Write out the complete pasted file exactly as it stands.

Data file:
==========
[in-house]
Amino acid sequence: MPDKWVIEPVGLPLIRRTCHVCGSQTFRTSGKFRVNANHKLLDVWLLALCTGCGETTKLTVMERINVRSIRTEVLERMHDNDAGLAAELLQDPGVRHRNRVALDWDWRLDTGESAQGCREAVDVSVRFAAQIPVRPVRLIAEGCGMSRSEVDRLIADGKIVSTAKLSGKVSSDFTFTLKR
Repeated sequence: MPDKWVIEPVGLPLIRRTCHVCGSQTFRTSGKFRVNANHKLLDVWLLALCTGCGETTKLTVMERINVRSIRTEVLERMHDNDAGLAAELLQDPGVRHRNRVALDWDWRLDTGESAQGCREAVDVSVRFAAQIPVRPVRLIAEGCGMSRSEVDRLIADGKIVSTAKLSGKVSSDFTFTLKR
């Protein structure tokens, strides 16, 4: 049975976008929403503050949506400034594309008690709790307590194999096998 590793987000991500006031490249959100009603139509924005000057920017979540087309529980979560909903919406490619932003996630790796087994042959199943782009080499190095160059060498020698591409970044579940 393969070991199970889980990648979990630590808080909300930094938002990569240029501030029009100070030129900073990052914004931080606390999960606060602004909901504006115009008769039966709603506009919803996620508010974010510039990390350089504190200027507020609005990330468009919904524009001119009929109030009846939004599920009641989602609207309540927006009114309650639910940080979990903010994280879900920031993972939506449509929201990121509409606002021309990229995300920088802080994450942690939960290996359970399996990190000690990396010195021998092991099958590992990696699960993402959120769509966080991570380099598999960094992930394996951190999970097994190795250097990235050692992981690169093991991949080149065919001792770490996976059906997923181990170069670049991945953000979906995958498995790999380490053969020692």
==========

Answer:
[in-house]
Amino acid sequence: MPDKWVIEPVGLPLIRRTCHVCGSQTFRTSGKFRVNANHKLLDVWLLALCTGCGETTKLTVMERINVRSIRTEVLERMHDNDAGLAAELLQDPGVRHRNRVALDWDWRLDTGESAQGCREAVDVSVRFAAQIPVRPVRLIAEGCGMSRSEVDRLIADGKIVSTAKLSGKVSSDFTFTLKR
Repeated sequence: MPDKWVIEPVGLPLIRRTCHVCGSQTFRTSGKFRVNANHKLLDVWLLALCTGCGETTKLTVMERINVRSIRTEVLERMHDNDAGLAAELLQDPGVRHRNRVALDWDWRLDTGESAQGCREAVDVSVRFAAQIPVRPVRLIAEGCGMSRSEVDRLIADGKIVSTAKLSGKVSSDFTFTLKR
């Protein structure tokens, strides 16, 4: 049975976008929403503050949506400034594309008690709790307590194999096998 590793987000991500006031490249959100009603139509924005000057920017979540087309529980979560909903919406490619932003996630790796087994042959199943782009080499190095160059060498020698591409970044579940 393969070991199970889980990648979990630590808080909300930094938002990569240029501030029009100070030129900073990052914004931080606390999960606060602004909901504006115009008769039966709603506009919803996620508010974010510039990390350089504190200027507020609005990330468009919904524009001119009929109030009846939004599920009641989602609207309540927006009114309650639910940080979990903010994280879900920031993972939506449509929201990121509409606002021309990229995300920088802080994450942690939960290996359970399996990190000690990396010195021998092991099958590992990696699960993402959120769509966080991570380099598999960094992930394996951190999970097994190795250097990235050692992981690169093991991949080149065919001792770490996976059906997923181990170069670049991945953000979906995958498995790999380490053969020692």